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Ada Gets Promoted To Being A First-Class Language In Coreboot

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  • Ada Gets Promoted To Being A First-Class Language In Coreboot

    Phoronix: Ada Gets Promoted To Being A First-Class Language In Coreboot

    Coreboot has mainlined a months-old patch to make the Ada programming language "a first class citizen" in this low-level open-source project...

    http://www.phoronix.com/scan.php?pag...ot-First-Class

  • #2
    What safety critical features does Ada have that other languages don't?

    Is the type safety any stronger than in other languages?

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    • #3
      Originally posted by uid313 View Post
      What safety critical features does Ada have that other languages don't?

      Is the type safety any stronger than in other languages?
      It's stronger than C and C++, but it's not stronger than Rust, which is easier to get support/talent for.

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      • #4
        Originally posted by mmstick View Post

        It's (type safety) stronger than C and C++, but it's not stronger than Rust, which is easier to get support/talent for.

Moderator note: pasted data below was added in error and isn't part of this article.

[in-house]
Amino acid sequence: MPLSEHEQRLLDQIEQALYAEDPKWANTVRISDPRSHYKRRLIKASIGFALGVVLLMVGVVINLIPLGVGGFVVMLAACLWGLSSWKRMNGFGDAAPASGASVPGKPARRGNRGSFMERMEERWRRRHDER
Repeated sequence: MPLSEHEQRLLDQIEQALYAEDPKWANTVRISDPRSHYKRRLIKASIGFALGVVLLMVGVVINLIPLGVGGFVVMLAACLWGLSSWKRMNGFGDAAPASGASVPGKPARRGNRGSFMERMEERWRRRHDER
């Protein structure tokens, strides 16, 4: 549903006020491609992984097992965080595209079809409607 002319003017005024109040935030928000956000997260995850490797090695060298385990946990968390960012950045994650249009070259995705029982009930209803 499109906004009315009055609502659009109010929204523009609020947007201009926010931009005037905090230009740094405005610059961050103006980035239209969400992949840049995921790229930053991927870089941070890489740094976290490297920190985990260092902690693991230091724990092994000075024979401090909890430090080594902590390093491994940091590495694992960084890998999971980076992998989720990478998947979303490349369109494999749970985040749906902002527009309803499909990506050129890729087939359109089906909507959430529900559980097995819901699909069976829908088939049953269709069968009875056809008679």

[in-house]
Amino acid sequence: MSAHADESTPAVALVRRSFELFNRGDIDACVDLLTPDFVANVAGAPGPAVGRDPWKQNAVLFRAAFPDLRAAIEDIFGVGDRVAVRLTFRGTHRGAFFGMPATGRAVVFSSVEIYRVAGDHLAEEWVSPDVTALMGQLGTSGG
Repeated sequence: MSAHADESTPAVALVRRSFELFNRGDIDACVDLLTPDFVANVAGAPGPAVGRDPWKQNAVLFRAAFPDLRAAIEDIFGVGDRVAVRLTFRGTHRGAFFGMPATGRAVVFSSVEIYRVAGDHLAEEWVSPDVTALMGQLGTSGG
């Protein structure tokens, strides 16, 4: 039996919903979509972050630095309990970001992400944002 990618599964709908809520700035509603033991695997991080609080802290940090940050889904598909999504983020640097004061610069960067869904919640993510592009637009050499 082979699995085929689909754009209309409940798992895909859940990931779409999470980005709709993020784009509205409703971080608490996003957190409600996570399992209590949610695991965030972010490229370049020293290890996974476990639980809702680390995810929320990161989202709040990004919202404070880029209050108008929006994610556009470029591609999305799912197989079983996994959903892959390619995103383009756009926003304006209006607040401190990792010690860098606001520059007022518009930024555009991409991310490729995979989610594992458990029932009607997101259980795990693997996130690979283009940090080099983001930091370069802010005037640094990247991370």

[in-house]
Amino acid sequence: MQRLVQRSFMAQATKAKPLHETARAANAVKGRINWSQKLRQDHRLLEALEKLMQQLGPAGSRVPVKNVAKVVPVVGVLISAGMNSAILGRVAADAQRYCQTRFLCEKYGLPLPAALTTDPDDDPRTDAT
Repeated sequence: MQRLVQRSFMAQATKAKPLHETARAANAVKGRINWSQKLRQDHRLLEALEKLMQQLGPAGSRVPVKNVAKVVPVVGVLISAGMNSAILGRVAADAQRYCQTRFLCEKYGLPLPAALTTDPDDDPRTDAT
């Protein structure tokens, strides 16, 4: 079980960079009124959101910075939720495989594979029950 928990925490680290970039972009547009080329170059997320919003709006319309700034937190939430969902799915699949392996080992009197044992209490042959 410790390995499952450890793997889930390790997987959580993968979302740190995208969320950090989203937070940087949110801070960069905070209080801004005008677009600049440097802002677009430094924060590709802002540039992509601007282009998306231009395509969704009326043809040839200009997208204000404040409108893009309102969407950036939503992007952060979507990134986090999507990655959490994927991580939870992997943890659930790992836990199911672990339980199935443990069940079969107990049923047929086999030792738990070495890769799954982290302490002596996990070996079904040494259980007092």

I'd like to disagree. In Rust, there are signed and unsigned integers according to machine properties (i32, u8, etc). I do not know whether there is automatic conversion from one to the other.
        In Ada, you declare your numbers (integer (signed, unsigned), float, fixed) according to your needs and let the compiler figure out the mapping to machine numbers.

        For instance: I need an integer number (e.g. as an array index) in the range from -10 to 42.

        type Index is range -10 .. 42;

        Further I need an integer to count something:

        type Count is range 0 .. Integer'Last; -- never negative

        Then variables of type Count and Index are of different types and cannot be mixed in an expression. You need explicit conversion for this, and you get an exception if the value to be converted does not fit into the target type.

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        • #5
          Originally posted by mmstick View Post

          It's stronger than C and C++, but it's not stronger than Rust, which is easier to get support/talent for.
          Nah. Rust is about fast and safe programming, allows unsafe blocks.
          Ada(SPARK) is used to write safety-critical software, has formal verification tools etc.

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          • #6
            Originally posted by log0 View Post

            Nah. Rust is about fast and safe programming, allows unsafe blocks.
            Ada(SPARK) is used to write safety-critical software, has formal verification tools etc.
            Unsafe blocks doesn't infer unsafe code. Safety checks still occur in unsafe blocks. Unsafe blocks are therefore still safer than C and C++.
            Rust is also used to write safety-critical software and includes 'formal verification tools' as well.

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            • #7
              Originally posted by Christoph Grein View Post